Deciding which tree to buy and where to plant it is one of the more significant decisions you will make as a homeowner. In the overall scheme of things, the tree you choose will define your property, not only by its mature stature and characteristics but also by its effect on flow and movement throughout your space. Will the tree you select serve its intended function: screening, windbreak, seasonal colour, shade or visual interest or all of these? Set your sights on getting it right by selecting a tree that matches not only your criteria but also the site conditions where it will be planted.
Sheldon Falk, owner of Falk Nurseries which is located on Hwy 311, eight kms east of Niverville, says that choosing the right tree for our area should be based on cold hardiness, tolerance of heavy clay and high soil pH, as well as drought and moisture tolerance and high disease resistance. Ease of maintenance and good form are also key. A combination of strengths needed for the specific planting site in a landscape helps to determine which species of tree is best.
"There are many trees that have merit but it’s worth your time investigating what the tree’s real needs are," says Falk. You cannot make a tree happen, he says, if it is not adapted to the conditions of your site. Take the example of the silver maple (Acer saccharinum), a very popular choice among many homeowners because of its beautiful, deeply cut foliage and fast growth rate. The branches are somewhat brittle especially in an ice storm, says Falk, but the main challenge is that silver maple is subject to iron chlorosis on high pH soils. The problem is evidenced by yellowing foliage with dark green veins that starts occurring around mid-summer. Of course, soil conditions can be improved gradually with the addition of organic materials such as compost or leaf mulch but that requires a long-term commitment.
A tree such as Prunus maackii Ming Cherry (also known as Amur Chokecherry) receives high marks from Falk for its adaptability to our alkaline soils with a pH level that is higher than seven. It has excellent cold hardiness and is resistant to frost cracking. Ornamental features include white flowers in spring and colourful, exfoliating red bark.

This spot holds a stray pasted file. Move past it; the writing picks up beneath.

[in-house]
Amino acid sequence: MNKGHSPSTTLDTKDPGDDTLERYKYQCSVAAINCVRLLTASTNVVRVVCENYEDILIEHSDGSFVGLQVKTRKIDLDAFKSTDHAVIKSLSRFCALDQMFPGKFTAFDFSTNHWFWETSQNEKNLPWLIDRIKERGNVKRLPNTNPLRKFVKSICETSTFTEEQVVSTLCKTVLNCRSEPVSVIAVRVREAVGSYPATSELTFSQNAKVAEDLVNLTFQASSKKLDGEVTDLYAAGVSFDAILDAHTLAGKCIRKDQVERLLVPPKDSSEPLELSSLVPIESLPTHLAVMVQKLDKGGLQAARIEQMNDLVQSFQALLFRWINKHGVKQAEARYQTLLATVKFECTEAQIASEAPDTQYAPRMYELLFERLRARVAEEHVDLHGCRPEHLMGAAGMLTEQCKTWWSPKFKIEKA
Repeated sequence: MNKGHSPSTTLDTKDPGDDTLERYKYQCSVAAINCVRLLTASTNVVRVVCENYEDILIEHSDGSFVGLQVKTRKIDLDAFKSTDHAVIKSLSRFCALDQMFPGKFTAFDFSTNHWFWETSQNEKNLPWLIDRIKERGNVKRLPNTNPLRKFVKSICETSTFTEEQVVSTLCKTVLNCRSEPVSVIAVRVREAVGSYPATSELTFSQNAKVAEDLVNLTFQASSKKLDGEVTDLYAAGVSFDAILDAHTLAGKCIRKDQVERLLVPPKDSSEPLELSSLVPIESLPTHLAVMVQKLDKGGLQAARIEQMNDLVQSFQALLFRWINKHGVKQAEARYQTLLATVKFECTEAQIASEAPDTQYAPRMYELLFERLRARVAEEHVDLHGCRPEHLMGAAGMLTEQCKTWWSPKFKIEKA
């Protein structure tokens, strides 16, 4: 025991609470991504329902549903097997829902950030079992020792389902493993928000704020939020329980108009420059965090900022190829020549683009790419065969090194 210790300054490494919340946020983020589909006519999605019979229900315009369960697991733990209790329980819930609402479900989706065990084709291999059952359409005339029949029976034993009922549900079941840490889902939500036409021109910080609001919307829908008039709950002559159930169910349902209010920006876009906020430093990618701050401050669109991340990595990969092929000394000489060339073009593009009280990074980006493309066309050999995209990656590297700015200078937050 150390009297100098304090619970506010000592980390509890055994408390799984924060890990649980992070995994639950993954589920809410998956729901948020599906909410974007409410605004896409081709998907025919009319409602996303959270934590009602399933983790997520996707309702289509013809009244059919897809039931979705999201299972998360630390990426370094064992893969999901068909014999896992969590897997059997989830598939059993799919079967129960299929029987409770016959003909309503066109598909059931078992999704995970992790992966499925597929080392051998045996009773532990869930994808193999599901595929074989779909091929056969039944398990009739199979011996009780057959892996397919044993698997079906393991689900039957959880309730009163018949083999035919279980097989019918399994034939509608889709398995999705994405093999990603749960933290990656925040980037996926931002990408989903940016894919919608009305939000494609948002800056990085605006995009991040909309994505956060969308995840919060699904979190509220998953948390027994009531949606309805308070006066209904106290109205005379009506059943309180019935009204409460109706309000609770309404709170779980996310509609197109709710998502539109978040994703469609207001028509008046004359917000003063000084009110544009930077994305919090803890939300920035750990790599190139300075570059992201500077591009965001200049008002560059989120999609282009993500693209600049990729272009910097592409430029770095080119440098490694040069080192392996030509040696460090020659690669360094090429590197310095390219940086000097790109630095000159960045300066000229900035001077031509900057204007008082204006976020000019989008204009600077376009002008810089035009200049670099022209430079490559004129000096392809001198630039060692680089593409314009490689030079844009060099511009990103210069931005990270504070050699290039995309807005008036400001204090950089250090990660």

Klondike is an improved selection of Amur Cherry. Approximately the same mature size as Ming Cherry (eight metres tall by five metres wide), Klondike features a vigorous growth rate with strong, non-brittle branching. The exfoliating golden bark is a standout in the winter landscape. Relatively low-maintenance and long-lived under ideal conditions, both these varieties have many attributes. Ideal conditions include full sun and a well-drained location. This species will not tolerate standing water. Avoid planting it in a low-lying area.
Flowering crabapple trees have considerable landscape value that includes showy blooms, fall colour, food for wildlife, and relatively compact size. Again, a full-sun location that is well-drained is essential. There are several varieties of flowering crabapple with excellent cold tolerance including Courageous, Gladiator, Spring Snow, and Starlite. The latter is an introduction by Jeffries Nurseries, Portage la Prairie. Starlite has upright branching, fragrant white flowers in spring, glossy green foliage and tiny bright red fruit that are retained into winter. In addition, Starlite has superior resistance to foliar diseases including apple scab. Its mature size is eight metres by five metres.